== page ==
L-Taurine

L-Taurine can act as a direct antioxidant that scavenges or quenches oxygen free radicals intracellularly to block ROS mediated cell death. The beneficial effects of the ROS-scavenging capacity of L-taurine include attenuation of lipid peroxidation, reduction of membrane permeability, and inhibition of intracellular oxidation in different cells. Taurine prevents high glucose induced apoptosis in endothelial cells thru ROS inhibition and stabilization of intracellular calcium. Apart from its effect on antioxidant defense, L-taurine also functions as a principle modulator of intracellular Ca2+ homeostasis.

N-Acetyl-L-Cysteine

In research conducted by the Department of Microbiology and Immunology, SUNY Buffalo School of Medicine, Buffalo, NY, and the Free Radical & Radiation Biology Program, Department of Radiation Oncology, the University of Iowa, Iowa City, Iowa, we investigated the hypothesis that NAC-induced free radical-signaling delays G0/G1 cells progression to S phase by regulating the cell cycle regulatory protein cyclin D1 and the free radical-scavenging enzyme manganese superoxide dismutase (MnSOD). Treatment with NAC resulted in increased cellular glutathione levels indicating a shift to a more reducing environment. This shift in cellular redox environment was associated with delayed progression from G0/G1 to S. NAC treatment resulted in a decrease in cyclin D1 and an increase in MnSOD protein levels. The absence of NAC-induced G1 arrest in fibroblasts over-expressing cyclin D1 (or a non-degradable mutant of cyclin D1-T286A) indicates cyclin D1 regulates this delay in G0/G1 to S progression. These results support the hypothesis that cellular redox environment regulates cellular proliferation via regulating cell cycle regulatory protein levels. Furthermore, our results also suggest that inclusion of NAC in skin care formulations might help in appropriate wound healing by controlling proliferation and preventing scarring.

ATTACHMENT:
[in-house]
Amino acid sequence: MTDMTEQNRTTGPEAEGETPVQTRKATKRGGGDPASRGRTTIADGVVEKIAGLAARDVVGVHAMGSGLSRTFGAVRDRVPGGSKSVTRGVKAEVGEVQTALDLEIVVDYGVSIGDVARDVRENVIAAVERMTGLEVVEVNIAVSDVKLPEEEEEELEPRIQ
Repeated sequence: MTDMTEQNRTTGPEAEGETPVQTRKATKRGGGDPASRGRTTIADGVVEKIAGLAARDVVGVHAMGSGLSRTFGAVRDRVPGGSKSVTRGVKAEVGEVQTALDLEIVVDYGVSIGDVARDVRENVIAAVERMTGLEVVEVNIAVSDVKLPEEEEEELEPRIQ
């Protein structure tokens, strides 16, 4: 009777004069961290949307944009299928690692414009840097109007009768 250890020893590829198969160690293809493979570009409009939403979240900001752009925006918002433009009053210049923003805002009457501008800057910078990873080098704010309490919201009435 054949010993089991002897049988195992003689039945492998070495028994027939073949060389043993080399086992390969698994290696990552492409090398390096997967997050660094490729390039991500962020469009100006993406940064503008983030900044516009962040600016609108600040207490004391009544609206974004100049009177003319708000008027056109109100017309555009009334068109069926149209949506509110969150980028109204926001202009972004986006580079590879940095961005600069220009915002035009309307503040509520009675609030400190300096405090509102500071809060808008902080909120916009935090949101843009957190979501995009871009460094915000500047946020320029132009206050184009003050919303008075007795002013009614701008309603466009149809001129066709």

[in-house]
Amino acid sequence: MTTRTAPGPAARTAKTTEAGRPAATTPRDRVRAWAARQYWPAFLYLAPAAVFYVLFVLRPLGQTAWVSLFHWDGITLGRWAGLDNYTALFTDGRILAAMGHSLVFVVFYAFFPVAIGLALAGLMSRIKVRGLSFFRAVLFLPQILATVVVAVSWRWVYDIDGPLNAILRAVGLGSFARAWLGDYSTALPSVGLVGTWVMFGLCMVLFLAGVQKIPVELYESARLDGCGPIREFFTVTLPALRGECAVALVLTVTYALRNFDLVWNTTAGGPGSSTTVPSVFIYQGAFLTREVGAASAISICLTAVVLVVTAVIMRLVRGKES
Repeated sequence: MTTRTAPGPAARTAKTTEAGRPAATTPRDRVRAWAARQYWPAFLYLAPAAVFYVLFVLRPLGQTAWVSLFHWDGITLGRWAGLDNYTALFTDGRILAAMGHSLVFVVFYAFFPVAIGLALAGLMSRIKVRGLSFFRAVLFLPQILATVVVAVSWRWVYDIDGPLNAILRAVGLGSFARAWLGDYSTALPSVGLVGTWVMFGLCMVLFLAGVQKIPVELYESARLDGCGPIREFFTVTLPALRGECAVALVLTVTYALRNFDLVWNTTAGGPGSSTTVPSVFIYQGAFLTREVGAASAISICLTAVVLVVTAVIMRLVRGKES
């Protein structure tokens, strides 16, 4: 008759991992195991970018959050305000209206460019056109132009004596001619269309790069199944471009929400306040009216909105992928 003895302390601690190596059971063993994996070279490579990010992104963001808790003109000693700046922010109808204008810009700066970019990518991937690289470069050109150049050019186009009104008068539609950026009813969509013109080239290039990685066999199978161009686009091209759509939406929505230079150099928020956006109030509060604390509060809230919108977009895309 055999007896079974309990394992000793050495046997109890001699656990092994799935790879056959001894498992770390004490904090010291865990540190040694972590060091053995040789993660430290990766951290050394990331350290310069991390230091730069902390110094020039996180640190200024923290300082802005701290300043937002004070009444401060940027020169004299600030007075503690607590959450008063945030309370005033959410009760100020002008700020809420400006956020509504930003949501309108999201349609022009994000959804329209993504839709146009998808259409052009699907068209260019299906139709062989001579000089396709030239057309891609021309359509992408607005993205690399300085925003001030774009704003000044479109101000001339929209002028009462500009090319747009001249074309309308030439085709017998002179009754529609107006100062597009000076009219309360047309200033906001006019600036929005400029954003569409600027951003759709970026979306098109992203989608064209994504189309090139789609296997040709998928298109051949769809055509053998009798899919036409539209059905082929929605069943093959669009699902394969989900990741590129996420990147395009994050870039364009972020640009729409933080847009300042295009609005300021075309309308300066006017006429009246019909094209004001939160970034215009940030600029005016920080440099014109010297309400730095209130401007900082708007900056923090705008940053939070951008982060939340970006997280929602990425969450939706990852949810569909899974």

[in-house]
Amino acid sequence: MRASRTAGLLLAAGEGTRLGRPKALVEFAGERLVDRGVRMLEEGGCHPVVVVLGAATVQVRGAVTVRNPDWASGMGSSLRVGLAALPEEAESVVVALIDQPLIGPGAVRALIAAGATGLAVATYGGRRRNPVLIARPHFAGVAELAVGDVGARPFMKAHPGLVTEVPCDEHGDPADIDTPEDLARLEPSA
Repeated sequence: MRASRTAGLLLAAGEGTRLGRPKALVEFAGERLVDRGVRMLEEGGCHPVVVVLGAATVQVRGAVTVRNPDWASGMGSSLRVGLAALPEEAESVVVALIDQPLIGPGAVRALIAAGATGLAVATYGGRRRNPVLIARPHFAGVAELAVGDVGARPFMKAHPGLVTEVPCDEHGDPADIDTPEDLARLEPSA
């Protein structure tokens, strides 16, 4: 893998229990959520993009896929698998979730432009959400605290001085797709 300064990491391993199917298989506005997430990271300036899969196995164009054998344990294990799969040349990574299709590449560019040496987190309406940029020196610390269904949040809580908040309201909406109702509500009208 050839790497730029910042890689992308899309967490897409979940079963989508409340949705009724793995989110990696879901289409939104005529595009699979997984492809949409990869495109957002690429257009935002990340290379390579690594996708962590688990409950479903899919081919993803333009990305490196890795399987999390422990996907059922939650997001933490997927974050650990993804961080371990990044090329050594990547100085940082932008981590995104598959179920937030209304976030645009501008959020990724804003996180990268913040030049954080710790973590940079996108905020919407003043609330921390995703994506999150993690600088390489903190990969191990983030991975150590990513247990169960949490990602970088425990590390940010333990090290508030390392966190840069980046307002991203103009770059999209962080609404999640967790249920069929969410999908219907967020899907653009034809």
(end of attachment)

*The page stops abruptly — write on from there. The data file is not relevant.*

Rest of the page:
L-Proline